"There is Turkey and then there is Bodrum."

Bodrum by Day
Bodrum by night may be a loud neon strip, rocking to earth-quaking Turkopop but Bodrum by day is a lazy, laid-back kind of place. Visitors and locals saunter along the promenade, gorge on gossip in the cafés, graze in the posh shops or relax under the shade of an old palm tree. The fit and the adventurous will leave the shore, wander up through the narrow streets and catch glimpses of Bodrum as it used to be. The ancient town is sprinkled with tumbledown stone houses, often open to the elements and slowly crumbling like a Turkish version of Pompeii.


Some Like it Hot
Bodrum’s south-facing aspect and natural amphitheatre of low hills protect it from the prevailing north winds and this can ramp up the temperatures, making it hotter than the surrounding peninsula. Mercifully, the searing heat and soaking humidity of July and August is occasionally moderated by the dry Meltemi Wind, a welcome respite that blows down from the Balkans and sweeps across the entire Aegean basin. The wind can last for days and gust to gale force, scuppering sailors, sand blasting beach bathers and fanning forest fires.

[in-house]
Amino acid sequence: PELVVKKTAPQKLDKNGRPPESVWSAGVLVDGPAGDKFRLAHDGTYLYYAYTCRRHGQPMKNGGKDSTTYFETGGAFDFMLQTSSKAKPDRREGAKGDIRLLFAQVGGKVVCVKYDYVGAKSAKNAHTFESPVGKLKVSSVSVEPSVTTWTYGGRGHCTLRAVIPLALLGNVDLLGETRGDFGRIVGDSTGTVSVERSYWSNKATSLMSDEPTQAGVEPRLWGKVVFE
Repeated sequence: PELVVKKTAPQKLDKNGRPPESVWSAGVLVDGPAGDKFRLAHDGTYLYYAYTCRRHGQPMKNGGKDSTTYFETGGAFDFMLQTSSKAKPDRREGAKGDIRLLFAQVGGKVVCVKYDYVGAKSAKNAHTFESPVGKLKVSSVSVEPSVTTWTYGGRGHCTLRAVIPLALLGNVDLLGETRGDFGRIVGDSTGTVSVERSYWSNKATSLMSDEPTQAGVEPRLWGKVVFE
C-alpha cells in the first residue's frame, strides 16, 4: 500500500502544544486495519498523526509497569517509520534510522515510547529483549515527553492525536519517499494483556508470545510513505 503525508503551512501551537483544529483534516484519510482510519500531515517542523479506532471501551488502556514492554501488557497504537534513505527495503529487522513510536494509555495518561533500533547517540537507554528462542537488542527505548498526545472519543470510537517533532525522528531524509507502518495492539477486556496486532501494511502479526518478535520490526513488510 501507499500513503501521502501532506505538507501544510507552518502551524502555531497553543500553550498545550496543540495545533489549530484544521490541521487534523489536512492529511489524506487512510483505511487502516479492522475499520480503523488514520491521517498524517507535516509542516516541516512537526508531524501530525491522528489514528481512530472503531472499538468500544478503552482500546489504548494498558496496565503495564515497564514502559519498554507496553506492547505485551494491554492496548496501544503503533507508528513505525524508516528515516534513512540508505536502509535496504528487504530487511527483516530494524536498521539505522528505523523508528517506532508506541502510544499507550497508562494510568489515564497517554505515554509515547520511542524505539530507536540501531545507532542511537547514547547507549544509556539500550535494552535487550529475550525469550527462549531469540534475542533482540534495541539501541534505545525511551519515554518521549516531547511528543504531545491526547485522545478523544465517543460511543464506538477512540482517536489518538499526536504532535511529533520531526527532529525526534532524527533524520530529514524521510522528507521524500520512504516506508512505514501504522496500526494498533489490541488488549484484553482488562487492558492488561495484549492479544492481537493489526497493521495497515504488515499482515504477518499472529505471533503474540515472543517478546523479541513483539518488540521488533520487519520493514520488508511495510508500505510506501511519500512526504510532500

Bodrum’s Crusader Castle